Humble moss helped create our oxygen-rich atmosphere

August 15, 2016, University of Exeter
A composite image of the Western hemisphere of the Earth. Credit: NASA

The evolution of the first land plants including mosses may explain a long-standing mystery of how Earth's atmosphere became enriched with oxygen, according to an international study led by the University of Exeter.

Oxygen in its current form first appeared in Earth's atmosphere some 2.4 billion years ago, in an incident known as the Great Oxidation Event. However, it was not until roughly 400 million years ago that this vital compound first approached modern levels in the atmosphere. This shift steered the trajectory of life on Earth and researchers have long debated how oxygen rose to modern concentrations.

In a study published in the journal Proceedings of the National Academy of Sciences, Professor Tim Lenton, of the University of Exeter, and his colleagues theorised that the earliest , which colonised the land from 470 million years ago onwards, are responsible for the levels of oxygen that sustains our lives today. Their emergence and evolution permanently increased the flux of organic carbon into , the primary source for , thus driving up in a second oxygenation event and establishing a new, stable oxygen cycle.

Earth's early plant biosphere consisted of simple bryophytes, such as moss, which are non-vascular - meaning they do not have vein-like systems to conduct water and minerals around the plant. Using computer simulations, the researchers first estimated that these plants could have generated roughly 30% of today's global terrestrial net primary productivity by about 445 million years ago.

When the properties of modern bryophytes were taken into account, including their elemental composition and effects on rock weathering, they found that modern levels of atmospheric oxygen were achieved by 420 to 400 million years ago, consistent with independent evidence.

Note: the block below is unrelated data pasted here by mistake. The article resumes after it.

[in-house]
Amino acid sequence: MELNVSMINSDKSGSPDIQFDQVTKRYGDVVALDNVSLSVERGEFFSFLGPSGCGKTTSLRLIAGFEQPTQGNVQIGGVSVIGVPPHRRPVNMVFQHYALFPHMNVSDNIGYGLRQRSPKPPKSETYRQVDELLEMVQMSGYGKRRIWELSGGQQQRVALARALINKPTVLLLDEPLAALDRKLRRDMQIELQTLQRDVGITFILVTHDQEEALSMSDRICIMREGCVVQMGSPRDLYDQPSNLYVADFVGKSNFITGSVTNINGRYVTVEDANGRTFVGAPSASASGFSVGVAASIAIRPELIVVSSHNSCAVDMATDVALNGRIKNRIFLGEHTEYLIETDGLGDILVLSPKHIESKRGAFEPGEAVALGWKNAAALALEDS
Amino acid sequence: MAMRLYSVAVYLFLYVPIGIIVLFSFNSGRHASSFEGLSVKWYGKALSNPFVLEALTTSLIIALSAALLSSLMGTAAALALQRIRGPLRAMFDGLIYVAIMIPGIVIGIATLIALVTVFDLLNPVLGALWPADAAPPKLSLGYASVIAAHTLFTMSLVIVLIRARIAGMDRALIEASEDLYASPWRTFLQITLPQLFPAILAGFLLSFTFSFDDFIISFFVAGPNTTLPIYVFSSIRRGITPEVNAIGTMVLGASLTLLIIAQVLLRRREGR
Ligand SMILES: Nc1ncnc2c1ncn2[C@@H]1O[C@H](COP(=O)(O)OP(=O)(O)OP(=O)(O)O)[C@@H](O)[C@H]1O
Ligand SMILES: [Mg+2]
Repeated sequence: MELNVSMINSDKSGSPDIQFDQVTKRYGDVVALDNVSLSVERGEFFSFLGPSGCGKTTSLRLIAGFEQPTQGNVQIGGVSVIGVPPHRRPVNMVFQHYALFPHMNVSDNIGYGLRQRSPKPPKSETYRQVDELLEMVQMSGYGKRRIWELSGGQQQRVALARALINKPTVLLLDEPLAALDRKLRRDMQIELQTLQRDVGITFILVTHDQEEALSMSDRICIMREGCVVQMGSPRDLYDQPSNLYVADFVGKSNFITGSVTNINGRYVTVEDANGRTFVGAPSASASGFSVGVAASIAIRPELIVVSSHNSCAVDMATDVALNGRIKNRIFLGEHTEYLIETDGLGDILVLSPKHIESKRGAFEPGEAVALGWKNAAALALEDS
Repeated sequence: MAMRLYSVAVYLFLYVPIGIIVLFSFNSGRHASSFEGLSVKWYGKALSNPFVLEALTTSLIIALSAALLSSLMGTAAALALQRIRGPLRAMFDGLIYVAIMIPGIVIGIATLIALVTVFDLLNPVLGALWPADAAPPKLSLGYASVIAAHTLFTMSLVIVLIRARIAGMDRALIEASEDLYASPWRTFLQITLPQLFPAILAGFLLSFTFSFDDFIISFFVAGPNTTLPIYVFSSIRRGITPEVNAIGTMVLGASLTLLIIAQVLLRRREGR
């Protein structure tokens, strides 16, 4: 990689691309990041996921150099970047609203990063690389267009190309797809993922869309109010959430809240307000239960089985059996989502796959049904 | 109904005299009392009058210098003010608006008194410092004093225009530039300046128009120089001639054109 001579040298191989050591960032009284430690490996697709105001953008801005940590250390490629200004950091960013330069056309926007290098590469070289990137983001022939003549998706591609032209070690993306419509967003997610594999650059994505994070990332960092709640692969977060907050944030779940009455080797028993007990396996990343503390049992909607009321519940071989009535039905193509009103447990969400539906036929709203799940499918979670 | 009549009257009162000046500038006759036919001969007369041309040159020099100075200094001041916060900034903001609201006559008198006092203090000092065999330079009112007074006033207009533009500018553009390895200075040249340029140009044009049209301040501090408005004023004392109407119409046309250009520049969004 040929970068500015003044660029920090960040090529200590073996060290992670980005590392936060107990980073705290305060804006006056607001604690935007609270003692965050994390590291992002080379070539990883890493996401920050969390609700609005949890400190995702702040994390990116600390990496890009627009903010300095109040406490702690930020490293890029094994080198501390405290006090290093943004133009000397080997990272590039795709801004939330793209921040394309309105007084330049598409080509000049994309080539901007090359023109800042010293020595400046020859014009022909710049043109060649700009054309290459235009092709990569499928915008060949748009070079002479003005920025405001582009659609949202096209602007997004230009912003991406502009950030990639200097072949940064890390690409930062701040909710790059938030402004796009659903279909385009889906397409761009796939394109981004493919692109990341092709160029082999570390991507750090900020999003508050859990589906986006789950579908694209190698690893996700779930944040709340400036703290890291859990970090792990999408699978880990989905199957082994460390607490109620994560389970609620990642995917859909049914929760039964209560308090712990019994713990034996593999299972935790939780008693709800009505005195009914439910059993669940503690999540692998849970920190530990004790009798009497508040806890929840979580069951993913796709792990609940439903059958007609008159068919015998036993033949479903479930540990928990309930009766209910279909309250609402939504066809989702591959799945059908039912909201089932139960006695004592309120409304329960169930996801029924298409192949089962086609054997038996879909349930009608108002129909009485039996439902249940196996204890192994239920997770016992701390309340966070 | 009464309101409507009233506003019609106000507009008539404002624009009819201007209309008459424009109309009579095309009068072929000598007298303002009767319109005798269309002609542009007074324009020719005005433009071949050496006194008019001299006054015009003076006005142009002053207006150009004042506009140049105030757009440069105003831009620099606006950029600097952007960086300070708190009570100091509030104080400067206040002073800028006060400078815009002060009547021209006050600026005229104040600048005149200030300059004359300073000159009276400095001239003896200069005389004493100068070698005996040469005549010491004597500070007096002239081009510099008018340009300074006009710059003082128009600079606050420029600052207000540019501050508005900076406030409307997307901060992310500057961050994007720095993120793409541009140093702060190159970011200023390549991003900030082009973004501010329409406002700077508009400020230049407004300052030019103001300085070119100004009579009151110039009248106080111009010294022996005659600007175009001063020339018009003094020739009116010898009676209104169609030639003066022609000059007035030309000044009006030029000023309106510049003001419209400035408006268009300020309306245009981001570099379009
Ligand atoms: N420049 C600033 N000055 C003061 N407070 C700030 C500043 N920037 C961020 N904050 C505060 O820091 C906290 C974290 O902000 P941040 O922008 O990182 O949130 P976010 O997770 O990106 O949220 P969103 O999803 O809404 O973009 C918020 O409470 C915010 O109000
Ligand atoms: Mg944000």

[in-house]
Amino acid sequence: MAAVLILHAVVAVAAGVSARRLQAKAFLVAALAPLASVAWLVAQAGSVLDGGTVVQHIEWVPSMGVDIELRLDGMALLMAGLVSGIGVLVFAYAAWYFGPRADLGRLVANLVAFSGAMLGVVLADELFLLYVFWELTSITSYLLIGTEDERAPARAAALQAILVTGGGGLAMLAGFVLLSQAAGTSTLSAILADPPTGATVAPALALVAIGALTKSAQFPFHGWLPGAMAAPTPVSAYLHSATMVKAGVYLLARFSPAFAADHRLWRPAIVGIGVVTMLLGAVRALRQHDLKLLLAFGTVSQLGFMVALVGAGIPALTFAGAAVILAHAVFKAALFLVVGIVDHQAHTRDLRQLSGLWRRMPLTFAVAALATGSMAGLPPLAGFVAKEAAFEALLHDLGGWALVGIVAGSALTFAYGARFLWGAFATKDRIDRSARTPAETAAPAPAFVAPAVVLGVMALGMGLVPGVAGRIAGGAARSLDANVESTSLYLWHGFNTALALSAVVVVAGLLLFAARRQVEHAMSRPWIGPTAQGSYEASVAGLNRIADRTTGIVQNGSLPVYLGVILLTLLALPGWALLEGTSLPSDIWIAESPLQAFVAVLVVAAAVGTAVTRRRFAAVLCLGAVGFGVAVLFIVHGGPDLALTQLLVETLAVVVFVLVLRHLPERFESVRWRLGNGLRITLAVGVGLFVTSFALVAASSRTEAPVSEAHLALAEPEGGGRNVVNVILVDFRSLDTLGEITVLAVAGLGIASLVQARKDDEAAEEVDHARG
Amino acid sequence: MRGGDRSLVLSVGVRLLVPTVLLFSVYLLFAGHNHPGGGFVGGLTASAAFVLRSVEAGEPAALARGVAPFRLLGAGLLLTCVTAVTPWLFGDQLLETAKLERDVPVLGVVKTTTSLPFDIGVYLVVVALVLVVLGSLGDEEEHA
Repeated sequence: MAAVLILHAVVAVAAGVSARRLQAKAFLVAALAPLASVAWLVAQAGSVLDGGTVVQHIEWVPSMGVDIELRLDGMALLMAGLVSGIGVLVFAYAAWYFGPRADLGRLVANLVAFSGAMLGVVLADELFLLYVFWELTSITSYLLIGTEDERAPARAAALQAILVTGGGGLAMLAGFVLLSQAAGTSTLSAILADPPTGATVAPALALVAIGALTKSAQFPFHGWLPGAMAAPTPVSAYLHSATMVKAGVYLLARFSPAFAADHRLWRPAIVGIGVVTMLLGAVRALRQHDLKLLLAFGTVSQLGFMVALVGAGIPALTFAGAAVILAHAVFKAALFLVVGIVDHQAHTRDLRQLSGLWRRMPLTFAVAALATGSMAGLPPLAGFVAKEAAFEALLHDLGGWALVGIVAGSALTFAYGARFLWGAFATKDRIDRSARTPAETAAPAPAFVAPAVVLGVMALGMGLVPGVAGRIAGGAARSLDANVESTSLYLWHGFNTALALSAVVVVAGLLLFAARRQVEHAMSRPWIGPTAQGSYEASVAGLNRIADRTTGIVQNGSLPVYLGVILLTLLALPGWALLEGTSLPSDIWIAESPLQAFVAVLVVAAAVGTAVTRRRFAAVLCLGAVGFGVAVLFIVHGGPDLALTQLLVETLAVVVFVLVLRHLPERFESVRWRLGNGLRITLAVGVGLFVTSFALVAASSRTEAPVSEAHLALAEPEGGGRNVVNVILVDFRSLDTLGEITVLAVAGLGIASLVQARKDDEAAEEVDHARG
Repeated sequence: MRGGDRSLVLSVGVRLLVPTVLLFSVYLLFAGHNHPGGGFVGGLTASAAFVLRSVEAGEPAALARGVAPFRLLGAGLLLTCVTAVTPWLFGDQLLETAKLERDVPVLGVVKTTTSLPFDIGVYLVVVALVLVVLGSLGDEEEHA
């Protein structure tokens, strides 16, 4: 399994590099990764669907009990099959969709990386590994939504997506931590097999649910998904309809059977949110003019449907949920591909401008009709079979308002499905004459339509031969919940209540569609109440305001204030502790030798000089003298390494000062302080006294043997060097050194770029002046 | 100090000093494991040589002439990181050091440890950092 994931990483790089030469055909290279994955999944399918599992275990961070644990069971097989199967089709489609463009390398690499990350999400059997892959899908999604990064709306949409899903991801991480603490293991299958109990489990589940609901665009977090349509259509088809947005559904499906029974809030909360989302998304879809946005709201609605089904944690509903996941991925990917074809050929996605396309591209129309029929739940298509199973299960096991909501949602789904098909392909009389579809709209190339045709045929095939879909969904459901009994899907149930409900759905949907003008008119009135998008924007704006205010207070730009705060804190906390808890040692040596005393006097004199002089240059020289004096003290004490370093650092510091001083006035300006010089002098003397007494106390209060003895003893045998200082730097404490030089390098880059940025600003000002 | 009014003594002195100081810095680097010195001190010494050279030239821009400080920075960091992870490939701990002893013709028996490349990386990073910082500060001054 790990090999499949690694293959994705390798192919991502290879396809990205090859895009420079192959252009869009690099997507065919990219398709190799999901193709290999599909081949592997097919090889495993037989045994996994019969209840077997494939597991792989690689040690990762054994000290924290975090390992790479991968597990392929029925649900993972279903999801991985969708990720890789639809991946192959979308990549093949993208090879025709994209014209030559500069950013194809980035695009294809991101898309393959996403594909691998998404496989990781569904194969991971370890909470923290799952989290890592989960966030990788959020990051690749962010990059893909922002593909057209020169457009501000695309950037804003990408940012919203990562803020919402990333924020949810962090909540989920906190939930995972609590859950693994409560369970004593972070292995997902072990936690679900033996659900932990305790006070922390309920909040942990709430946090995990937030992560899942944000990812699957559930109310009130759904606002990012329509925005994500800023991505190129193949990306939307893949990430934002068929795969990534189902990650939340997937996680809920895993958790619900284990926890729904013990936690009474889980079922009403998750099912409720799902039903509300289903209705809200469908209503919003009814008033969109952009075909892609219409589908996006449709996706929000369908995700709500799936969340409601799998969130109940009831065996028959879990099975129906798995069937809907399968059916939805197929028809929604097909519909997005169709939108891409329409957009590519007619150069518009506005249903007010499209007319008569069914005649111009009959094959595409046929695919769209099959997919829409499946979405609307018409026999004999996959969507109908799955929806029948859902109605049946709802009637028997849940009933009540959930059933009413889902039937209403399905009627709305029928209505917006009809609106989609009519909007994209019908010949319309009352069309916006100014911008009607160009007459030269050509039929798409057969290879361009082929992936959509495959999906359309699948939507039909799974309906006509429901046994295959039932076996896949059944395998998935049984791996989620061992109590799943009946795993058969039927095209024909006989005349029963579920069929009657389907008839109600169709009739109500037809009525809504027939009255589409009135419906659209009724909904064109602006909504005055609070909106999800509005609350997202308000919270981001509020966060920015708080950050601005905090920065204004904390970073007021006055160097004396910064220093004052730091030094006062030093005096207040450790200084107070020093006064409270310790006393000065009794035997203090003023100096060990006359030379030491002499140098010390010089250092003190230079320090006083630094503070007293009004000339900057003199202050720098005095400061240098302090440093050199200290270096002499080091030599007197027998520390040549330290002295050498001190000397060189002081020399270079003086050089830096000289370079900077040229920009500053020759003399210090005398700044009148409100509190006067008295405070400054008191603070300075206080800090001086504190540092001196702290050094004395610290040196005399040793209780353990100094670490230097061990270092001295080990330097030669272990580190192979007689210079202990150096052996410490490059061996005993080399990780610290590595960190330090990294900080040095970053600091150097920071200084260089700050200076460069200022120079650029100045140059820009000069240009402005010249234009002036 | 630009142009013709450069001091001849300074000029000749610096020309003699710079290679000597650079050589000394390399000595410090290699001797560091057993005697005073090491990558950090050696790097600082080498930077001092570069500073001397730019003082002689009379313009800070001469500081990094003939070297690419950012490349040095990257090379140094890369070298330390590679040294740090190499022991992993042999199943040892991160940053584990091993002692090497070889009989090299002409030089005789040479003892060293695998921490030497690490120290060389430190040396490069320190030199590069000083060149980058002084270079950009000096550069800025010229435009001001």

These findings therefore suggest that the first land plants, such as the humble moss, created the stable oxygen-rich atmosphere that allowed large, mobile, intelligent animal life, including humans, to evolve.

Professor Tim Lenton, of the University of Exeter, said: "It's exciting to think that without the evolution of the humble moss, none of us would be here today. Our research suggests that the earliest land plants were surprisingly productive and caused a major rise in the content of the Earth's atmosphere."

Explore further: Scientists measure the air breathed by Earth's first animals

More information: Earliest land plants created modern levels of atmospheric oxygen, www.pnas.org/cgi/doi/10.1073/pnas.1604787113

Related Stories

Copper gives an answer to the rise of oxygen

April 18, 2016

A new study presents evidence that the rise of atmospheric oxygenation did indeed occur 2.4-2.1 billion years ago. It also shows that biological usage of copper became prominent after the so called 'Great Oxidation Event.' ...

Atmospheric oxygenation three billion years ago

September 25, 2013

Oxygen appeared in the atmosphere up to 700 million years earlier than we previously thought, according to research published today in the journal Nature, raising new questions about the evolution of early life.

Cosmic dust reveals Earth's ancient atmosphere

May 11, 2016

Using the oldest fossil micrometeorites - space dust - ever found, Monash University-led research has made a surprising discovery about the chemistry of Earth's atmosphere 2.7 billion years ago.

Recommended for you

Scientists solve mystery shrouding oldest animal fossils

March 25, 2019

Scientists from The Australian National University (ANU) have discovered that 558 million-year-old Dickinsonia fossils do not reveal all of the features of the earliest known animals, which potentially had mouths and guts.

Earth's deep mantle flows dynamically

March 25, 2019

As ancient ocean floors plunge over 1,000 km into the Earth's deep interior, they cause hot rock in the lower mantle to flow much more dynamically than previously thought, finds a new UCL-led study.

0 comments

Please sign in to add a comment. Registration is free, and takes less than a minute. Read more

Click here to reset your password.
Sign in to get notified via email when new comments are made.